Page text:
Liverpool found last week that there is nothing worse than conceding a goal that, by the letter of the law, should never have been.
That is nothing short of infuriating for the defending side but, perhaps worse, are those rare occasions when a clear goal is simply not spotted by the officials.
Most clubs would argue this happens every other week, when a dodgy free-kick is awarded for a vague foul on the goalkeeper, or a striker breaks free and finds the net only to be wrongly pulled back for offside.
Yet these occasions are merely trivial in comparison with some refereeing gaffes of the past.
In the recent memory of most fans, certainly those of a Crystal Palace persuasion, is the travesty that befell Freddie Sears in August.
His 30th-minute drive flew past Bristol City keeper Dean Gerken into the top corner of the goal, thudded against the stanchion that helps give the back of the net some shape, and bounced out into play.
After some consultation, referee Rob Shoebridge awarded a goal kick, making the situation even more confusing. If he had ordered play to continue, or given a drop ball after the Palace players surrounded him, it would have suggested that Shoebridge thought the post had been struck.
Instead, he must have decided that the ball went five yards past the post and rebounded off the thin pole that helps hold the net up. To no ones surprise, Palace boss Neil Warnock simply said: "We were cheated."
A similar response came from Martin Jol after his Spurs side were held to a 0-0 draw by Manchester United, one of the online favourites to win this season's Premier League title, in 2005.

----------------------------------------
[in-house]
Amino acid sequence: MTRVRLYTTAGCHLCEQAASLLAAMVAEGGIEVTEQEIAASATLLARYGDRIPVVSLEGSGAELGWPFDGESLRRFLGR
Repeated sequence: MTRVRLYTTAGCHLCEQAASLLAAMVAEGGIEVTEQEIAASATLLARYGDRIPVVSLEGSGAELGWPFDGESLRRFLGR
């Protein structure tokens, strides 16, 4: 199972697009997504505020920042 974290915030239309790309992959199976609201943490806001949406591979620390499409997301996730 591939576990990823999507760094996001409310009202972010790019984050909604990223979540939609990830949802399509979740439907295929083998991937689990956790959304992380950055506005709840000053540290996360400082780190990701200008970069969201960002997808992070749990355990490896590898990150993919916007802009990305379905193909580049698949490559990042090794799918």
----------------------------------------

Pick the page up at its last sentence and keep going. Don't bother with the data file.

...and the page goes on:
In the dying minutes, midfielder Pedro Mendes looped a hopeful shot towards goal which keeper Roy Carroll managed to fumble and knock a metre over the goal line.
With the linesman high up the pitch and the referee in midfield, no one had a good view except the cameras and Carroll, who was not about to give up.
Few disallowed goals could have come at a more crucial point than the one which was ruled out for Chesterfield in their FA Cup semi-final against Middlesbrough in 1997.
The Spireites led 2-1 and looked to have one foot in the Final when Jonathan Howard's shot hit the crossbar, bounced down over the goal line, and then back into play. The officials saw it differently and the tie went to a replay which Boro won, 3-0.
Not that referees of the current era are any worse than those of the past. Ask Clive Allen for example, whose free-kick for Palace against Coventry in 1980 hit the stanchion - much like Sears' - and bounced out, with a predictable response from the ref.
Perhaps most extraordinary was a goal for Paddy Connolly of Dundee United in 1993.
His close-range shot found the deepest part of the net but bounced out into the six-yard box where a frustrated defender picked up the ball and handed it to his keeper, who kicked it up-field in frustration. The decision? Play on of course.